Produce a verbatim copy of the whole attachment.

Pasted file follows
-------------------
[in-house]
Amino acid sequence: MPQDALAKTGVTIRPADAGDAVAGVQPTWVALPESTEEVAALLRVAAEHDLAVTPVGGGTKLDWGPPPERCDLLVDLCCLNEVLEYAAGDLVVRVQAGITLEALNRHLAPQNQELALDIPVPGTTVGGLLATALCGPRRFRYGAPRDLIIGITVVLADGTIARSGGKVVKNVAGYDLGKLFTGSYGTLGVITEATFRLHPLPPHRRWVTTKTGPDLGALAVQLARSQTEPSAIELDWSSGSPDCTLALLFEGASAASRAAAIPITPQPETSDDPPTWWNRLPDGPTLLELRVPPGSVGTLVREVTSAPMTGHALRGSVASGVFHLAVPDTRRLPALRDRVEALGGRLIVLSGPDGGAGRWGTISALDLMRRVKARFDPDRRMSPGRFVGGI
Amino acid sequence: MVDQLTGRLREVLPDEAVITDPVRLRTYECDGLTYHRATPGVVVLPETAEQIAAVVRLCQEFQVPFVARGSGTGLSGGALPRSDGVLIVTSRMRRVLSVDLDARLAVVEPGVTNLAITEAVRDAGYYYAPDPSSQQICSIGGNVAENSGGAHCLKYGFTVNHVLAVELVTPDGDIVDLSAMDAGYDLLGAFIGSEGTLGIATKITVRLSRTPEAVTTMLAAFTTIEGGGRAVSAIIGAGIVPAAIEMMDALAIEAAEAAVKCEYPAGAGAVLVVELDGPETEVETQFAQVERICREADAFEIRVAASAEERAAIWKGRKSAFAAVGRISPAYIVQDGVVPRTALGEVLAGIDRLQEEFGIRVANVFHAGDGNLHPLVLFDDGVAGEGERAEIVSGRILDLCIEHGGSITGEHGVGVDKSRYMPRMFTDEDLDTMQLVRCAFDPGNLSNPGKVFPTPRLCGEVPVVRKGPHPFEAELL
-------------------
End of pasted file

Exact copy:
[in-house]
Amino acid sequence: MPQDALAKTGVTIRPADAGDAVAGVQPTWVALPESTEEVAALLRVAAEHDLAVTPVGGGTKLDWGPPPERCDLLVDLCCLNEVLEYAAGDLVVRVQAGITLEALNRHLAPQNQELALDIPVPGTTVGGLLATALCGPRRFRYGAPRDLIIGITVVLADGTIARSGGKVVKNVAGYDLGKLFTGSYGTLGVITEATFRLHPLPPHRRWVTTKTGPDLGALAVQLARSQTEPSAIELDWSSGSPDCTLALLFEGASAASRAAAIPITPQPETSDDPPTWWNRLPDGPTLLELRVPPGSVGTLVREVTSAPMTGHALRGSVASGVFHLAVPDTRRLPALRDRVEALGGRLIVLSGPDGGAGRWGTISALDLMRRVKARFDPDRRMSPGRFVGGI
Amino acid sequence: MVDQLTGRLREVLPDEAVITDPVRLRTYECDGLTYHRATPGVVVLPETAEQIAAVVRLCQEFQVPFVARGSGTGLSGGALPRSDGVLIVTSRMRRVLSVDLDARLAVVEPGVTNLAITEAVRDAGYYYAPDPSSQQICSIGGNVAENSGGAHCLKYGFTVNHVLAVELVTPDGDIVDLSAMDAGYDLLGAFIGSEGTLGIATKITVRLSRTPEAVTTMLAAFTTIEGGGRAVSAIIGAGIVPAAIEMMDALAIEAAEAAVKCEYPAGAGAVLVVELDGPETEVETQFAQVERICREADAFEIRVAASAEERAAIWKGRKSAFAAVGRISPAYIVQDGVVPRTALGEVLAGIDRLQEEFGIRVANVFHAGDGNLHPLVLFDDGVAGEGERAEIVSGRILDLCIEHGGSITGEHGVGVDKSRYMPRMFTDEDLDTMQLVRCAFDPGNLSNPGKVFPTPRLCGEVPVVRKGPHPFEAELL